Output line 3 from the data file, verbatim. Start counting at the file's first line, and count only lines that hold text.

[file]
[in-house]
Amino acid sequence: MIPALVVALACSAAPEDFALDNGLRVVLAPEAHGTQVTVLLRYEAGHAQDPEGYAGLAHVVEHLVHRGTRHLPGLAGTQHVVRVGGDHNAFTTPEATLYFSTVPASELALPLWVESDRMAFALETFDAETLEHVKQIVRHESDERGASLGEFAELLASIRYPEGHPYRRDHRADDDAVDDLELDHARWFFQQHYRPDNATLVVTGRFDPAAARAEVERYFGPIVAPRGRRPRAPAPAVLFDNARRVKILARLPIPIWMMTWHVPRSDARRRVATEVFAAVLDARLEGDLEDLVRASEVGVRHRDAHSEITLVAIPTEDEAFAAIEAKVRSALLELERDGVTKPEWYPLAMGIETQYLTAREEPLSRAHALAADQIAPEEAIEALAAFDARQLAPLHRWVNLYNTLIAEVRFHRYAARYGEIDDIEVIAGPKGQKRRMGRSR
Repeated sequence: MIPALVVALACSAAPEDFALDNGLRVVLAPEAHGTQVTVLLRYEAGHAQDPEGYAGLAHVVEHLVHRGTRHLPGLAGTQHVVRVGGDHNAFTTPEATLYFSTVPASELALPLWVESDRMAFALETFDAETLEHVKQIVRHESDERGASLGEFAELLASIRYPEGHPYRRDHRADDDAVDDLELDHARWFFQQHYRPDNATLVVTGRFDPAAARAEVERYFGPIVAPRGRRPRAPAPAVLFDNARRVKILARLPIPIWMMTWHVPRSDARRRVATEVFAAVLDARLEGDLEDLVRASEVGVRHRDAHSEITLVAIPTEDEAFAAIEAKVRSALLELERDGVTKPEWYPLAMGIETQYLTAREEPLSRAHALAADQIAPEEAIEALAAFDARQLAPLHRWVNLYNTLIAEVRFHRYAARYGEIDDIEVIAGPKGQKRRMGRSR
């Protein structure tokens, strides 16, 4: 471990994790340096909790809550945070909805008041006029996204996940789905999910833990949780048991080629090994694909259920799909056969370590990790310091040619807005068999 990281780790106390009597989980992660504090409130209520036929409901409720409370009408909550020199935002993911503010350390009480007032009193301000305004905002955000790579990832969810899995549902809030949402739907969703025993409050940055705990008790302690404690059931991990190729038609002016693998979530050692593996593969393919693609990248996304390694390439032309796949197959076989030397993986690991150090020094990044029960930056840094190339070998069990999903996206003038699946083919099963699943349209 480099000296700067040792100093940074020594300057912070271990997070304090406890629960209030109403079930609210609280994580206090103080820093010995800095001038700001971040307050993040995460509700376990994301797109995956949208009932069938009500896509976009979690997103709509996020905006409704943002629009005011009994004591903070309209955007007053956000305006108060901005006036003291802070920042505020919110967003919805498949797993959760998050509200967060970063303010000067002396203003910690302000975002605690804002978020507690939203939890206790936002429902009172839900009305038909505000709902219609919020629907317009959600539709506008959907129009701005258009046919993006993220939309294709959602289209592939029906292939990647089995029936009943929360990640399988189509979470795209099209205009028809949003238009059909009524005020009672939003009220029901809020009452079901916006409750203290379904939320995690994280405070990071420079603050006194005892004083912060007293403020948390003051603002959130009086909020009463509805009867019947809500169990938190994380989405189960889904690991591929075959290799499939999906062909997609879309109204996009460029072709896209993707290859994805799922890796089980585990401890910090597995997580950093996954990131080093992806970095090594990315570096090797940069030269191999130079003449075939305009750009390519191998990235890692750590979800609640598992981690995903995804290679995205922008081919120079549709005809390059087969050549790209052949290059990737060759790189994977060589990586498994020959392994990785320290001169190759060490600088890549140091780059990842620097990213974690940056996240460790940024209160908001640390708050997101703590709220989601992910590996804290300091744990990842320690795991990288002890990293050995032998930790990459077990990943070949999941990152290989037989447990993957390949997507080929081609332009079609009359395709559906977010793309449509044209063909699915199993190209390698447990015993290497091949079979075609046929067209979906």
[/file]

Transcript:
Repeated sequence: MIPALVVALACSAAPEDFALDNGLRVVLAPEAHGTQVTVLLRYEAGHAQDPEGYAGLAHVVEHLVHRGTRHLPGLAGTQHVVRVGGDHNAFTTPEATLYFSTVPASELALPLWVESDRMAFALETFDAETLEHVKQIVRHESDERGASLGEFAELLASIRYPEGHPYRRDHRADDDAVDDLELDHARWFFQQHYRPDNATLVVTGRFDPAAARAEVERYFGPIVAPRGRRPRAPAPAVLFDNARRVKILARLPIPIWMMTWHVPRSDARRRVATEVFAAVLDARLEGDLEDLVRASEVGVRHRDAHSEITLVAIPTEDEAFAAIEAKVRSALLELERDGVTKPEWYPLAMGIETQYLTAREEPLSRAHALAADQIAPEEAIEALAAFDARQLAPLHRWVNLYNTLIAEVRFHRYAARYGEIDDIEVIAGPKGQKRRMGRSR